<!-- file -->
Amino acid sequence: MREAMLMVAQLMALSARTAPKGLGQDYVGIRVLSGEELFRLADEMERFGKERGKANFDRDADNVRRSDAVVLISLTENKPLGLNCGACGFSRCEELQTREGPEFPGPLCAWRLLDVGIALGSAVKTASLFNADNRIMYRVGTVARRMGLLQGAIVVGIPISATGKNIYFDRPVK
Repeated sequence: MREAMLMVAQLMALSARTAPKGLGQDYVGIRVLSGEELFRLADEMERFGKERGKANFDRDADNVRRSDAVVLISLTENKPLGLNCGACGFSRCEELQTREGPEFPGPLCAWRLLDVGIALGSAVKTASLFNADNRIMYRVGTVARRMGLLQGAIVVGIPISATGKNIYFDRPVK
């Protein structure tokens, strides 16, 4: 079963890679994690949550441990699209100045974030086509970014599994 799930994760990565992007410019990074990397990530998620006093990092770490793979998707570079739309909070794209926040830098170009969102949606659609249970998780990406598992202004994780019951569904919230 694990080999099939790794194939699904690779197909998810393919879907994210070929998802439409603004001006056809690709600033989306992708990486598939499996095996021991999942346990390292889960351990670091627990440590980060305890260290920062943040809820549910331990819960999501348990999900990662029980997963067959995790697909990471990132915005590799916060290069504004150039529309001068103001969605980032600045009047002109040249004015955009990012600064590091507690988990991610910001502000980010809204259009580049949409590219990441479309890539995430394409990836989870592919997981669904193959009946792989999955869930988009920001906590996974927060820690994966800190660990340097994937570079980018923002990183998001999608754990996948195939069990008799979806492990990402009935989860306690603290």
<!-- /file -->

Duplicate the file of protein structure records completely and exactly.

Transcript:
Amino acid sequence: MREAMLMVAQLMALSARTAPKGLGQDYVGIRVLSGEELFRLADEMERFGKERGKANFDRDADNVRRSDAVVLISLTENKPLGLNCGACGFSRCEELQTREGPEFPGPLCAWRLLDVGIALGSAVKTASLFNADNRIMYRVGTVARRMGLLQGAIVVGIPISATGKNIYFDRPVK
Repeated sequence: MREAMLMVAQLMALSARTAPKGLGQDYVGIRVLSGEELFRLADEMERFGKERGKANFDRDADNVRRSDAVVLISLTENKPLGLNCGACGFSRCEELQTREGPEFPGPLCAWRLLDVGIALGSAVKTASLFNADNRIMYRVGTVARRMGLLQGAIVVGIPISATGKNIYFDRPVK
């Protein structure tokens, strides 16, 4: 079963890679994690949550441990699209100045974030086509970014599994 799930994760990565992007410019990074990397990530998620006093990092770490793979998707570079739309909070794209926040830098170009969102949606659609249970998780990406598992202004994780019951569904919230 694990080999099939790794194939699904690779197909998810393919879907994210070929998802439409603004001006056809690709600033989306992708990486598939499996095996021991999942346990390292889960351990670091627990440590980060305890260290920062943040809820549910331990819960999501348990999900990662029980997963067959995790697909990471990132915005590799916060290069504004150039529309001068103001969605980032600045009047002109040249004015955009990012600064590091507690988990991610910001502000980010809204259009580049949409590219990441479309890539995430394409990836989870592919997981669904193959009946792989999955869930988009920001906590996974927060820690994966800190660990340097994937570079980018923002990183998001999608754990996948195939069990008799979806492990990402009935989860306690603290």